But, like Lord of the Rings, it was the, well, humanism of the film which sells the fantastical qualities. It's surely a romantic tale, but with generous splashes of humour. Not slapstick Shrekian humour. It's more along the lines of dramedy than comedy. Before I go on, let's do this movie review thing.

Acting is, in the very least, good. It's always hard to say more than that for fantasy films but I do believe there were significant superbly acted roles. Michelle Pfieffer is not, sadly, one of those. She plays a villain, and she does the job. Nothing special. Rupert Everett, though, he was a real jerk. That is, a great villain. Peter O'Toole is, well, Peter frickin' O'Toole -- which is marvellous. Ricky Gervais is perfectly cast and shows why. Robert De Niro seemed to be having too much fun for the most part. When he wanted to deliver the goods, though, he did. And Charlie Cox (who?) as the lead character was fine surprise from a guy I ain't never heard of.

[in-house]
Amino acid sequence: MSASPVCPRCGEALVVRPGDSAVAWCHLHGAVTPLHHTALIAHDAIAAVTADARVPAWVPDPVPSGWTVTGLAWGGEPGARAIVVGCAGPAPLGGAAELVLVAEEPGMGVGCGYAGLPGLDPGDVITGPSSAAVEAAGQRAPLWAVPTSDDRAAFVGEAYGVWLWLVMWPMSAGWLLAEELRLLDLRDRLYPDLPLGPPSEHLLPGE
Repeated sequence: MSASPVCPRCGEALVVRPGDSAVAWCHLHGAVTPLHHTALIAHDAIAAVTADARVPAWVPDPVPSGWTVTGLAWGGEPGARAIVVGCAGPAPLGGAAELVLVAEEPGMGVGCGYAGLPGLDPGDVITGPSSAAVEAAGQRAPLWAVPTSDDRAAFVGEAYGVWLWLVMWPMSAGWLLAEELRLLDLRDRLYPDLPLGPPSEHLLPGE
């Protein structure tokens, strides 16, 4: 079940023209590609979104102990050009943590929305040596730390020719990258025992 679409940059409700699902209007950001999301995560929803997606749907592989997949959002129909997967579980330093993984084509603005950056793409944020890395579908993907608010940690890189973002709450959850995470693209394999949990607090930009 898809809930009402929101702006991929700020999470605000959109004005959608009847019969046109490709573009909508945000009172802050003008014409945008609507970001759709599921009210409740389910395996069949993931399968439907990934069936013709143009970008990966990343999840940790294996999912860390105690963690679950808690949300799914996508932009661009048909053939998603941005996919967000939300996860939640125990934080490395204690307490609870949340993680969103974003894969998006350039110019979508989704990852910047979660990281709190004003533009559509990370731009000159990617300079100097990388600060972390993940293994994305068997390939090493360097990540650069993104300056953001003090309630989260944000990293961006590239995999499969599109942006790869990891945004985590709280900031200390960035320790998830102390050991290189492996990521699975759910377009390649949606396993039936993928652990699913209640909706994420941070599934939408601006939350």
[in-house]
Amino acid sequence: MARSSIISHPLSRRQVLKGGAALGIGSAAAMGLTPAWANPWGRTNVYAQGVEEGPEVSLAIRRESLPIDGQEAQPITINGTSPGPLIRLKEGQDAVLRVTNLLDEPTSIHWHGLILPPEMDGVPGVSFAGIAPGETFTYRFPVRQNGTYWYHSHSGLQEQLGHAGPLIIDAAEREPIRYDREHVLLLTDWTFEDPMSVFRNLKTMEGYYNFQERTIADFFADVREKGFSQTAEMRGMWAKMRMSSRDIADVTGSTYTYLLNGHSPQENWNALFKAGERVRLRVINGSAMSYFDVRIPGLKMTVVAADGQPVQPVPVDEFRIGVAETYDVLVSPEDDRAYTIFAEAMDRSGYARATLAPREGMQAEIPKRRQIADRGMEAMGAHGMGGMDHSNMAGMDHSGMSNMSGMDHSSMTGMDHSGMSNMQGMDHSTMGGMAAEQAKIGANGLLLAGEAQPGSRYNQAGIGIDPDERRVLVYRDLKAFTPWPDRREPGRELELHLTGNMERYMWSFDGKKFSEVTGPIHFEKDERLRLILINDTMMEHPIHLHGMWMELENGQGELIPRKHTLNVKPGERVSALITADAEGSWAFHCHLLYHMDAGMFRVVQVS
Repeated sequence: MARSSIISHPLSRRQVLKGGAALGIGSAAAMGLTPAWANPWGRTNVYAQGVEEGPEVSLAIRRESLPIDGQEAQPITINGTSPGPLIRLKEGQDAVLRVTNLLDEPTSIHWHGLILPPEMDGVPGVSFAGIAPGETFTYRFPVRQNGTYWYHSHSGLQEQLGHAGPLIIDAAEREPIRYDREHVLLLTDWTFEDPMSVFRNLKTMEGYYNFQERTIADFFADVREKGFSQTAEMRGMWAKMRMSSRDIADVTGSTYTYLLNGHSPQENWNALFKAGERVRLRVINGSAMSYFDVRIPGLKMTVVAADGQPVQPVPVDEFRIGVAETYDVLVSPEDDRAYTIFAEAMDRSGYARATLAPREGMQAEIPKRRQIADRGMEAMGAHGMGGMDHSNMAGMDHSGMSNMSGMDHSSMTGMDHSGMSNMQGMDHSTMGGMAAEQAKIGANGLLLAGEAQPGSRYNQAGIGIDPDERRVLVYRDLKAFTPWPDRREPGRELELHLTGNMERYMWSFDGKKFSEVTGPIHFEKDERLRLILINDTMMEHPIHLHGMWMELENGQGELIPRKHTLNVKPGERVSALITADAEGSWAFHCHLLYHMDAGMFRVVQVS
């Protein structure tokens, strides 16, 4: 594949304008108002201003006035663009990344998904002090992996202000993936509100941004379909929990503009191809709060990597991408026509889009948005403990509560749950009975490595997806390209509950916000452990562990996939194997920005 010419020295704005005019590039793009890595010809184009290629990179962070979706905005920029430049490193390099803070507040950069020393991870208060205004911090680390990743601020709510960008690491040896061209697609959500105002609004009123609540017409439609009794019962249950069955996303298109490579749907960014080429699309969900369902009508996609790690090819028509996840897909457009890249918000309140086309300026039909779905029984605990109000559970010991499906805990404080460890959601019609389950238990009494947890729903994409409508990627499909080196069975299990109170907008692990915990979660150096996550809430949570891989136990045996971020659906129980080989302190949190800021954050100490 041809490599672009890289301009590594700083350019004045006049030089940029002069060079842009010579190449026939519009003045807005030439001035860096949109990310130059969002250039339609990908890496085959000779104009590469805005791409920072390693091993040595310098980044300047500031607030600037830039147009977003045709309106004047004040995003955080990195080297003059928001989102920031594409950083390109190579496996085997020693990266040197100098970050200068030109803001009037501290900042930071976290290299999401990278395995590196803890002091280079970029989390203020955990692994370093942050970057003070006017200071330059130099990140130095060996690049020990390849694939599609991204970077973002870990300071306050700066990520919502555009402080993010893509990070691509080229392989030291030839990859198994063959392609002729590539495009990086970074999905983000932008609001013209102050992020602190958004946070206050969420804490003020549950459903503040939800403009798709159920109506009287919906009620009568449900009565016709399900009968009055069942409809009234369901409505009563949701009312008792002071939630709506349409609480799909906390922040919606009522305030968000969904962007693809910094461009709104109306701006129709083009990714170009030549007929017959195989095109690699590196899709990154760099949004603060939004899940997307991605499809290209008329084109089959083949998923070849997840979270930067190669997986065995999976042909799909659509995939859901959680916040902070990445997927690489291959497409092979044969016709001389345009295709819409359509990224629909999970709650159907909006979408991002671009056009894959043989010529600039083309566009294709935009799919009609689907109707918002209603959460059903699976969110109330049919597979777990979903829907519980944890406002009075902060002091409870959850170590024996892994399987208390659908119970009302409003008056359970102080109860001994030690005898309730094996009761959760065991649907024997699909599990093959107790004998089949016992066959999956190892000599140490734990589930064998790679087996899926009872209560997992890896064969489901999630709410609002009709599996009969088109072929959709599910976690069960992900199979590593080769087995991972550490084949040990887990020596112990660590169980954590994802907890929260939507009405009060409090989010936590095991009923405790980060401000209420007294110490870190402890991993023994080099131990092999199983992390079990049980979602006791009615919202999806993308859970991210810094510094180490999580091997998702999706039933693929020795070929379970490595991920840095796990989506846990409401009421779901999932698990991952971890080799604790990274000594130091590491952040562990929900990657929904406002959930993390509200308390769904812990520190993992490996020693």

Claire Danes. Claire Danes. Claire Danes. I've always been of mixed opinion with her. She can be great, and then she can seem to miss the mark. In this, she's the former. And she is, quite literally, the star of this film. Sure, her accent stumbles here and there. And, yes, she's not as good as she can be when Cox isn't in the scene. However ... well, see for yourself.

Special effects are muted yet accomplished, and only significant where they should be. Best flying ship yet -- sorry Potter. Direction is light-hearted and flows nicely. Cinematography could have been better but not everyone films in New Zealand. All else is top bracket.